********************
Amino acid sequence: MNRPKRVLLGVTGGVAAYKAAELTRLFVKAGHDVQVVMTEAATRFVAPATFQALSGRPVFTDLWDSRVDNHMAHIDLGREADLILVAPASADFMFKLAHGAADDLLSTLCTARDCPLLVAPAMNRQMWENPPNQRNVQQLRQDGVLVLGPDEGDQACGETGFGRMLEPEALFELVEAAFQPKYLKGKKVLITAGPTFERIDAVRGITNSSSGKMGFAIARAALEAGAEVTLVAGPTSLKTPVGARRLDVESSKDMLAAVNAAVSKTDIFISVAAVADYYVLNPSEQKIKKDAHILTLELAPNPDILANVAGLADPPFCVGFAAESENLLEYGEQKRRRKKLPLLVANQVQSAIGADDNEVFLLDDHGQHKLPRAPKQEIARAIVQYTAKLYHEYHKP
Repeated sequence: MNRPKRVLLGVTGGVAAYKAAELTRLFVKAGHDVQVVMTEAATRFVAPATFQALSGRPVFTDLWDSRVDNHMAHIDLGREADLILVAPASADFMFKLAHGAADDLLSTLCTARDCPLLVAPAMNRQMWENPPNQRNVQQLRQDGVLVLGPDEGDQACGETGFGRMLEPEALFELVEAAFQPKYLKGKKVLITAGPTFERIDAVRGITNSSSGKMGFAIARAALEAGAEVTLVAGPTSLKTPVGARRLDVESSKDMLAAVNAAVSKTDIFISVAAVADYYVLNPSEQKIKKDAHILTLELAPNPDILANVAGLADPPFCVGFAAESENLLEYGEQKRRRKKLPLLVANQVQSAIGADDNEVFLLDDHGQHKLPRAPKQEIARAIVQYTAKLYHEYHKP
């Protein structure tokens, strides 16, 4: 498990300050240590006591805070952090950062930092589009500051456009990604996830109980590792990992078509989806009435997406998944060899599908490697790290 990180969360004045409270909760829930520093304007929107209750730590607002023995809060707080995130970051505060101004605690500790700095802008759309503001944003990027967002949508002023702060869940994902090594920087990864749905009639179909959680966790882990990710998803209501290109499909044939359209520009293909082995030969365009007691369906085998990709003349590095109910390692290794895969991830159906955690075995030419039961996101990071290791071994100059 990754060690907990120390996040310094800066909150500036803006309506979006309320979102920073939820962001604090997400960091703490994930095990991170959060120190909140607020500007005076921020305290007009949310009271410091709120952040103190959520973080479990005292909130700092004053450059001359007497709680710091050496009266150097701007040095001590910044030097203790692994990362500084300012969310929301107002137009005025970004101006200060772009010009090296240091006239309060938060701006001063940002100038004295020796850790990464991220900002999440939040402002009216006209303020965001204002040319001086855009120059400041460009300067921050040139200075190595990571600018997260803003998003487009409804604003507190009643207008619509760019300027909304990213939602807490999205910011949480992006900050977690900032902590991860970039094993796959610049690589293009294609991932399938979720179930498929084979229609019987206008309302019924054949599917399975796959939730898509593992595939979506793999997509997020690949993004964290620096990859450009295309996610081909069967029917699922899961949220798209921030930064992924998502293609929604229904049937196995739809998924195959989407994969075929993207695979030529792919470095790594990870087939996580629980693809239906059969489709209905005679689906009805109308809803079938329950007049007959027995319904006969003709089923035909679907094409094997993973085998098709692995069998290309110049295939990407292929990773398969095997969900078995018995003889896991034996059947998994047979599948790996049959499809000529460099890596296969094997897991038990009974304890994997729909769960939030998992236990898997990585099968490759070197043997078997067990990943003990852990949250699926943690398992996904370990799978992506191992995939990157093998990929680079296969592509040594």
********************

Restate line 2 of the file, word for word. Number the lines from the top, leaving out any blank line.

Repeated sequence: MNRPKRVLLGVTGGVAAYKAAELTRLFVKAGHDVQVVMTEAATRFVAPATFQALSGRPVFTDLWDSRVDNHMAHIDLGREADLILVAPASADFMFKLAHGAADDLLSTLCTARDCPLLVAPAMNRQMWENPPNQRNVQQLRQDGVLVLGPDEGDQACGETGFGRMLEPEALFELVEAAFQPKYLKGKKVLITAGPTFERIDAVRGITNSSSGKMGFAIARAALEAGAEVTLVAGPTSLKTPVGARRLDVESSKDMLAAVNAAVSKTDIFISVAAVADYYVLNPSEQKIKKDAHILTLELAPNPDILANVAGLADPPFCVGFAAESENLLEYGEQKRRRKKLPLLVANQVQSAIGADDNEVFLLDDHGQHKLPRAPKQEIARAIVQYTAKLYHEYHKP